The Loser’s Club Is A Real Place And We Didn’t Even Get There

Delighted to post this image retrieved from Istanbul by Nia Davies, which seems a fitting way of recording the almost complete moribundity into which we, the Collected Losers, Losels and Loseurs of Adishakti, have fallen. Though, to be fair, it wasn’t much of a drop.

I met up with Nia while in Istanbul for the Poetry Festival, at which I caught up with several Word Express types including Gökçenur Ç, Efe Duyan, Claudiu Komartin and Katerina Iliopoulou.

We never got to the Loser’s Club, but I didn’t have the heart to tell Claudiu while we sat in the gutter drinking Secret Beer at three in the cool of the morning that we were already there. There was poetry to discuss, especially from his great journal Poesis International, and, besides, the Loser’s Club is always on our tail – if you look round suddenly you’ll see the edge of the Table, just keeking round a corner in the darkened street.

Meetings with the Adishakti 8 have been few and far-flung: Sampurna and I caught up briefly at the London Book Fair; Alexandra met up with me at Poetry Parnassus. Meena read in Switzerland; Sampurna launched her novel in Mumbai; Zoë’s not long back from Paris, though I forgot to ask her why she was there. Correspondence has been slightly more active, in that Raphael, Arjun, Meena and I have found a way to insult each other on Twitter. Other Losers may feel they are maintaining a dignified silence, but we all know there’s precious little dignity involved.

(Roselyne adds, ‘J’ai eu le plaisir de voir Aleksandra cet été au Festival de Lodève en France… Nous avons parlé de chacun.’ – That ‘Alexandra’, or Francesca, as we know her to be, her jewellery heists take her all over the world, but one day Clousseau will catch her up.)

What we all want, and we want it bad, is a way to meet up in this frank establishment (address 13 Deadbeat Close (a cul-de-sac), Underdogville, Flopshire, or so we’re told). Then we can discuss our work in the questioning and adult manner we have come to expect from our fellow Losers. We know that at some point this will involve cramming moths into our mouths as though they were so much cotton wool so you don’t need to rub it in by telling us.

(I should add here that The Losers’ Club (note much better use of the apostrophe) is also a Turkish Film, Kaybedenler Kulübü – ironically, a very successful one.)

So if you, or a rich uncle of yours, feel like sending us to take up a small residency in the Loser’s Club, there to endure the unfeeling heckles of Dr Jekyll and Mr Deride, be warned that most of us won’t turn up, while the others will be late and/or fail to bring the correct translations. Money or indeed monkey in a small brown envelope at the usual drop-off point, please.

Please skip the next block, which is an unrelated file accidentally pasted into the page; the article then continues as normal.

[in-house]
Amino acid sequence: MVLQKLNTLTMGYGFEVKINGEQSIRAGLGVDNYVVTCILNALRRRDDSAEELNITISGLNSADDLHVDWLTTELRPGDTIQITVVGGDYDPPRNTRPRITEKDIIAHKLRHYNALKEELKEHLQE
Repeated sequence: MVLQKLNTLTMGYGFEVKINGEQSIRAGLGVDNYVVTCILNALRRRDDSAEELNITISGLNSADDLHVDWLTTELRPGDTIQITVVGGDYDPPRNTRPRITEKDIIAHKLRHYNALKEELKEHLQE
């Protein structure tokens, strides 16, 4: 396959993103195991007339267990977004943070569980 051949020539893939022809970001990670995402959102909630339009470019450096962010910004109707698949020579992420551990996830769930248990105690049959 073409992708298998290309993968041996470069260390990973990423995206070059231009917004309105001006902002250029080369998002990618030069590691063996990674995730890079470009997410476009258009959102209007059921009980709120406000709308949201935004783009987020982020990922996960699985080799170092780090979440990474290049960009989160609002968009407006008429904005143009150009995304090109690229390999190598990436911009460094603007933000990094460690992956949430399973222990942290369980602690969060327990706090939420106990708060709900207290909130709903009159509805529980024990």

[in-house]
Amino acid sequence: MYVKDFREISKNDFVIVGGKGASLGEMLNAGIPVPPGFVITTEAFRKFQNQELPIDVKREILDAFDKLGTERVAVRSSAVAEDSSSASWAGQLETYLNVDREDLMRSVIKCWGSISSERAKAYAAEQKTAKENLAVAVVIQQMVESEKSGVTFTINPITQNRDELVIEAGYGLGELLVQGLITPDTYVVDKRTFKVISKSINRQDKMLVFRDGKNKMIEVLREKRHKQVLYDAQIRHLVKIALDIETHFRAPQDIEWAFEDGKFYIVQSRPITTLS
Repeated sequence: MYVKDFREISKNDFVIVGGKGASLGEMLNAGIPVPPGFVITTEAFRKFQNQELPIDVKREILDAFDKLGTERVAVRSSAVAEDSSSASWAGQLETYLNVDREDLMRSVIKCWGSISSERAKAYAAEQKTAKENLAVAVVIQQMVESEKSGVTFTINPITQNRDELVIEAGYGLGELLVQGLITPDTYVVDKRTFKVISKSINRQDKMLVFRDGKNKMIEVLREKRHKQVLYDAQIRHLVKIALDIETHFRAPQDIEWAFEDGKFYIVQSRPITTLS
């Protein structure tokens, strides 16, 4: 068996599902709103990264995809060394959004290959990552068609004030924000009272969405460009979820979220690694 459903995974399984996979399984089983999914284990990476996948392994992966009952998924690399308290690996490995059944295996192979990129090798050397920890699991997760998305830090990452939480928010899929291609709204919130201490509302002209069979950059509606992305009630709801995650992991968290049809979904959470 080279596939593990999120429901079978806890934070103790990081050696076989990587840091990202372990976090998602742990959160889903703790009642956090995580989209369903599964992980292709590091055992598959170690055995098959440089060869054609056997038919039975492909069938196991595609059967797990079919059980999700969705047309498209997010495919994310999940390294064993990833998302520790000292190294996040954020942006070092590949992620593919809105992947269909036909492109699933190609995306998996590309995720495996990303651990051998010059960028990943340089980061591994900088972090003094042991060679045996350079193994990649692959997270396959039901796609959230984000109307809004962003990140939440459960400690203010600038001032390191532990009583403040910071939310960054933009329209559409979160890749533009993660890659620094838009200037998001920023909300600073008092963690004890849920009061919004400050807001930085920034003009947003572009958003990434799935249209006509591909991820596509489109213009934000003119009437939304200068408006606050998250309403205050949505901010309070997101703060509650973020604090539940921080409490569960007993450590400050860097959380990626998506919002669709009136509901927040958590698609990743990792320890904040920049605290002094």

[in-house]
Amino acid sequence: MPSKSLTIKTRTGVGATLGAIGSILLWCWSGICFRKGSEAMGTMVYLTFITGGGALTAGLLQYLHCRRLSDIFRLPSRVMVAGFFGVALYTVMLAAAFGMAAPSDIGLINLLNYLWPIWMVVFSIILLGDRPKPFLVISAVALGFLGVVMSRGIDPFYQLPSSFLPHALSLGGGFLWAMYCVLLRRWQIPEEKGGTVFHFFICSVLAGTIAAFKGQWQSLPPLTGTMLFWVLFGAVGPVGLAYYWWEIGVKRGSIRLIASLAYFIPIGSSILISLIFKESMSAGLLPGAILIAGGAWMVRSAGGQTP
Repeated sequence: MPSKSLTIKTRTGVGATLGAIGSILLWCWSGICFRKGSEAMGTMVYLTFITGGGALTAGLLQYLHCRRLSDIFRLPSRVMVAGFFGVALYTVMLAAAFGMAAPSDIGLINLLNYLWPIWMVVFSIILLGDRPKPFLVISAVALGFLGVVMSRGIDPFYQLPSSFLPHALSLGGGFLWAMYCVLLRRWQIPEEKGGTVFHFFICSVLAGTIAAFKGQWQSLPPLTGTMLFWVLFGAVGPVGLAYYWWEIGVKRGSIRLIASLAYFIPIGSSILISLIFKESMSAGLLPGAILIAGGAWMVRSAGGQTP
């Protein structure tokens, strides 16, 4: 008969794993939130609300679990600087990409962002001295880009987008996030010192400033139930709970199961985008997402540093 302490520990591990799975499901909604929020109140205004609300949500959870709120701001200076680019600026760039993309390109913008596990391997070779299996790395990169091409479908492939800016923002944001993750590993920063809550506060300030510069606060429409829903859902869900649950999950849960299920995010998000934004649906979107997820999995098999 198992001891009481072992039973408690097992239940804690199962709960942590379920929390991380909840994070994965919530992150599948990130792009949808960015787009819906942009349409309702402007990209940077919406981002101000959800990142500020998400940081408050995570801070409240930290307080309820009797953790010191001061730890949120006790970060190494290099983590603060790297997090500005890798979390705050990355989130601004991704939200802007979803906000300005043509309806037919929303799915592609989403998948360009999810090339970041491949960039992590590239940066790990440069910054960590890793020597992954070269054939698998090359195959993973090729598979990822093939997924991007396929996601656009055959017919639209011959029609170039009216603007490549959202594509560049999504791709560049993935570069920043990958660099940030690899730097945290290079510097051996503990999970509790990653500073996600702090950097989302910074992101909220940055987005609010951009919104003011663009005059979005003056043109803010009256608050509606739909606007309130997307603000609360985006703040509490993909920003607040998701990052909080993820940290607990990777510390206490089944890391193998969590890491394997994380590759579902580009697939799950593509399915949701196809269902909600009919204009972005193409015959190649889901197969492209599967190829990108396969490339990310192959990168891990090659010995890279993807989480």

About Bill Herbert

Poet and pseudo-scholar W.N. Herbert was born in Dundee in 1961, educated there and at Oxford, where he completed his DPhil thesis on Scottish poet Hugh MacDiarmid, and now lives and works in Newcastle. He is Professor of Poetry and Creative Writing at Newcastle University, and his books are published by, among others, northern publisher Bloodaxe Books. He is also the Dundee Makar, or city laureate.
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8 Responses to The Loser’s Club Is A Real Place And We Didn’t Even Get There

  1. Meena says:

    Sorry Bill, there’s no one replicating us. We are not Loser’s Club. I have a vague hunch we are LOOSER’S CLUB. Yes! That’s how some of us repeatedly misspell it.

  2. Bill Herbert says:

    I suspect you’re right about the spelling, Meena. I’d ask what was I thinking with my correct spelling attitude if I didn’t already know that no actual thought was involved. Mindless conformity is not the Looser’s Way: deliberated, humiliating conformity is more our style.

  3. kulturweider says:

    By the way, a “Luser” in Swiss-German is a comb for lice, or a cheeky person.

  4. Akshay Pathak says:

    Well hello everyone! Just to let you know that I have actually moved to Adishakti for a few months (if not longer!) where I am learning Kalaripayattam and working on a play! Miss you all here.

  5. Sampurna Chattarji says:

    Speaking of jewellery heists, Alexandra and I successfully looted several silver shops in Prague this summer, as light entertainment between the rigours of pub-crawling, downing Drowned Men and other Hrabalesque delights. And adding to the list of Fabled, Few and Far-Flung: meeting Raphael in Bern and Hausach while on my Swiss residency, and Arjun in amchi Mumbai at the Pint Room for what was overtly a conversation about my new novel but really an excuse to indulge in name-calling and serious damage to countless bottles of Bavarian beer.

  6. Pingback: The Losers’ Club | Ricardo Blanco's Blog

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